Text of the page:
Women in mathematics: Professor Sylvia Bozeman
Less than one percent of all mathematicians are black, 25 percent of them women, according to The Mathematics Department of The State University of New York at Buffalo. Its website, "Mathematicians of the African Diaspora," chronicles the history of this select group of women. Sylvia Bozeman, Professor of Mathematics at Spelman College in Atlanta, Georgia, is one of them.
For over 35 years she has taught mathematics at America's oldest historically black college for women. Located just west of downtown, Spelman's campus sits adjacent to another prestigious historically black school for men--Morehouse College.
Bozeman moved to Atlanta from Tennessee in 1973 with her husband, Robert Bozeman, a newly minted math Ph.D. from Vanderbilt University and their two children. He'd accepted a teaching position at Morehouse. Bozeman had nearly completed her Ph.D. in math at Vanderbilt but timing had it where they had to move before she could complete the dissertation. With just a Master's degree in math, she interviewed for a teaching job at Spelman. The chair of the math department and the chair of the sciences division, conducted the interview. Both women had a Ph.D. in math. At the time, the country had less then 20 black women with a math Ph.D. "I didn't know they lay of the land," quips Bozeman. They wanted her to go back to school to finish her Ph.D. She just looked at them thinking, "I have a husband and two small children, how am I going to go back to Vanderbilt four hours away?"
Sylvia Trimble was born in 1947 in Camp Hill, Alabama, a small town on the eastern side of the state. Her father sold insurance; her mother, a housewife and substitute teacher. On the days her mother worked, three-year-old Sylvia would go too. The pair traveled across rural Alabama to the one-room school houses for black students--the south was still mired in segregation.
As she grew older Bozeman's mother sparked her daughter's interest in math with stories of her youth. Telling her about the math problems she worked in high school and how she and her best friend competed over who could do the math problems the best. "My mother only finished the 12th grade but she was always excited about math," says Bozeman.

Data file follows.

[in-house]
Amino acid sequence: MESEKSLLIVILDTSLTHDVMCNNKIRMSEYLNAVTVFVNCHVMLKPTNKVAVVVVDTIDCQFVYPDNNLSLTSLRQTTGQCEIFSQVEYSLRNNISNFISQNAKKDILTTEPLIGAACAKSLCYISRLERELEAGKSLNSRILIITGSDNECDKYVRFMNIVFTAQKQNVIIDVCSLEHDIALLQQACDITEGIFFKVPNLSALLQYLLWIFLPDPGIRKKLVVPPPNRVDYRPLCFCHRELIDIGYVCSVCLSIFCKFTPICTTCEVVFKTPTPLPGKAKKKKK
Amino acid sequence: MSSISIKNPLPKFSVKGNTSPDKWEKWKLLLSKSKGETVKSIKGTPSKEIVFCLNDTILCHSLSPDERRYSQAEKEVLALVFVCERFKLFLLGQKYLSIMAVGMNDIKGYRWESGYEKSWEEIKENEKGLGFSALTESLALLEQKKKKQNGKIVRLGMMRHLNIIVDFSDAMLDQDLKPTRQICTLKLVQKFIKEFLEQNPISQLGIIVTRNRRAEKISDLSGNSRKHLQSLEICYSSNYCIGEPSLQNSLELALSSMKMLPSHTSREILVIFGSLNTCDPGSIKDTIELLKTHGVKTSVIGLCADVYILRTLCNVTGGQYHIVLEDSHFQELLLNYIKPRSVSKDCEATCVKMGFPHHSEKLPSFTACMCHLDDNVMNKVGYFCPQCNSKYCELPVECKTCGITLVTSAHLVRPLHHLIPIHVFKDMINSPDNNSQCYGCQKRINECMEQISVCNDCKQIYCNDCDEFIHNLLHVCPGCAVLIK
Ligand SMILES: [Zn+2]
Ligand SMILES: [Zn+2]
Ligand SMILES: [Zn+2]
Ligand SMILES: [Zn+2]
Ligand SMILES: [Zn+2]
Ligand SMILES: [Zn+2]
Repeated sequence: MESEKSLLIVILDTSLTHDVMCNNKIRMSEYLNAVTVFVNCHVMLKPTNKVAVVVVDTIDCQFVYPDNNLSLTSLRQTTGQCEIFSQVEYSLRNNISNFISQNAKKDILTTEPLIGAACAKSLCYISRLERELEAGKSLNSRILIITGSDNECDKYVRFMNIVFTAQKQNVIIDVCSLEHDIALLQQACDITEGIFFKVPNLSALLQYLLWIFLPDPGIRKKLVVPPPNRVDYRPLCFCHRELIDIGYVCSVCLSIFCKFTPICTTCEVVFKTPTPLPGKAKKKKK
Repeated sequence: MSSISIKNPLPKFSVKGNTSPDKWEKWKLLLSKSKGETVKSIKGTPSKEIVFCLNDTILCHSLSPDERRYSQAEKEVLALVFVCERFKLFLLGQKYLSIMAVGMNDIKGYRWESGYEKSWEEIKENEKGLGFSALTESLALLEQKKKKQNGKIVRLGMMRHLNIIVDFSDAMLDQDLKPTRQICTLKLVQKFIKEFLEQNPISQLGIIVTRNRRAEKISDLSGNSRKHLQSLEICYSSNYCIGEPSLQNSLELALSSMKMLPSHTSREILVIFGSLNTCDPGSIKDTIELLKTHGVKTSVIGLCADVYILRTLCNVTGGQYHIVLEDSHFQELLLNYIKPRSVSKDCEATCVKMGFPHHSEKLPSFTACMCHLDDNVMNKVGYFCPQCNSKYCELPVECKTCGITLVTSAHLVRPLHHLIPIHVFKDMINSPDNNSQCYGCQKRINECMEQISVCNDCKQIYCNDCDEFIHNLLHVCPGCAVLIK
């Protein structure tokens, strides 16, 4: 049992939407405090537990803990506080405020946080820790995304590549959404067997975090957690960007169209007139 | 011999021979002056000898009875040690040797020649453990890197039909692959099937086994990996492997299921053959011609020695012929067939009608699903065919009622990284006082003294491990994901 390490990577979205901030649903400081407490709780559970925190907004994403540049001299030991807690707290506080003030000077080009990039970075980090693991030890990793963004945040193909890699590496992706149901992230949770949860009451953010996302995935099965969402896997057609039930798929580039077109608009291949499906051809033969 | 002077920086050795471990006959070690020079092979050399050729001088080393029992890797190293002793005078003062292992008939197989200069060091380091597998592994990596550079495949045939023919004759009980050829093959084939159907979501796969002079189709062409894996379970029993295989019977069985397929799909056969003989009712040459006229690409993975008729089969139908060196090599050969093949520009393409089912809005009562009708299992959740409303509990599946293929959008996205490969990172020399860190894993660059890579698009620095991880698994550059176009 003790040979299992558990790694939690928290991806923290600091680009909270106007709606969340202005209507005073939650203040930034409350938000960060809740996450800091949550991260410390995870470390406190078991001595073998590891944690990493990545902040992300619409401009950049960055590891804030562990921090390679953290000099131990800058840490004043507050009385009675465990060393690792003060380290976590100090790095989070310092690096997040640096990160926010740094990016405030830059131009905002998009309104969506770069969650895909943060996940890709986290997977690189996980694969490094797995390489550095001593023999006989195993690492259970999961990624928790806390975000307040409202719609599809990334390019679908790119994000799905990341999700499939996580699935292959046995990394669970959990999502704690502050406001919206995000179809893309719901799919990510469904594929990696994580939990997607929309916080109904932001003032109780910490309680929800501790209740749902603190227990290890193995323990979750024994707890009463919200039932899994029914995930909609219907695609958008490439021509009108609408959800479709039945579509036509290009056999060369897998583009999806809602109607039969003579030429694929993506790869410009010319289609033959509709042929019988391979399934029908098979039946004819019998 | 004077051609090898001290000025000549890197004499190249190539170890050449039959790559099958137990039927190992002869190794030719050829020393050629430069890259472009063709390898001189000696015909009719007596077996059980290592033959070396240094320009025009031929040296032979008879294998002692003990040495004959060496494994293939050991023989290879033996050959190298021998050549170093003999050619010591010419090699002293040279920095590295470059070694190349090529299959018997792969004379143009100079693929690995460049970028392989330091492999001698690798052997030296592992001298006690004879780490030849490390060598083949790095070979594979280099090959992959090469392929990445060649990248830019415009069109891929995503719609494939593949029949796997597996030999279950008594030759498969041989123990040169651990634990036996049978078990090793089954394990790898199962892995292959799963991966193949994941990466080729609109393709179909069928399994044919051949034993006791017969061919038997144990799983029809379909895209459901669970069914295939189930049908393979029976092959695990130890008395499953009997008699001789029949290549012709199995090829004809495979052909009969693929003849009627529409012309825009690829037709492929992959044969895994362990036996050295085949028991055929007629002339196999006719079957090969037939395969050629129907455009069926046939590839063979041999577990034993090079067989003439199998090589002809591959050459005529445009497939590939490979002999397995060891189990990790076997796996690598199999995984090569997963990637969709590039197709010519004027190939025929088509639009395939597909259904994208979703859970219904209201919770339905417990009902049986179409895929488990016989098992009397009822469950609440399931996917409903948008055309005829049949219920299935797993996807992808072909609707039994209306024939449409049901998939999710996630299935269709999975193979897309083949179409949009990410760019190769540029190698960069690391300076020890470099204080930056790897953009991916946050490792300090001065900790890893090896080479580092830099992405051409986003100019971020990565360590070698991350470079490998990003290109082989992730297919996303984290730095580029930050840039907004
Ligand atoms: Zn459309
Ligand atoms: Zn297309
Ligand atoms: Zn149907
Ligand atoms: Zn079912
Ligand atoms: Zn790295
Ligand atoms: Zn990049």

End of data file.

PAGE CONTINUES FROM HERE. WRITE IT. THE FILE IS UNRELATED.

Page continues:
Throughout her elementary years, Trimble did well in math but it wasn't until high school that she started to realize she had a real talent for it. Her math teacher, Mr. Frank Holly, "would not let me stop doing math," she says. Holly encouraged Trimble and six other students to take trigonometry. Problem was, the county wouldn't allow it because the class size was too small. Holly knew they needed trigonometry to get into college, so he taught them at night.
The classes paid off. Alabama A&M, a historically black school in Huntsville, offered Holly's students’ scholarships. Five of them, including Trimble, took it. They all went to college, she says.
Alabama A&M was a nurturing environment for Miss Trimble, providing her with a solid foundation in math. Calculus was a favorite and statistics was a challenge: "That was the one course that didn’t come easily, let’s put it that way," she says. Trimble also worked as a research assistant with the chair of the math and physics department, Dr. Howard Foster. Together they worked at NASA's Marshal Spaceflight Center in Huntsville on a computer that was "about the size of a 5 drawer file cabinet and probably did half of what a handheld calculator can do now," she laughs. "I don’t know how much I helped but he gave me credit on the paper. That was a boost to my ego and really got me going in math."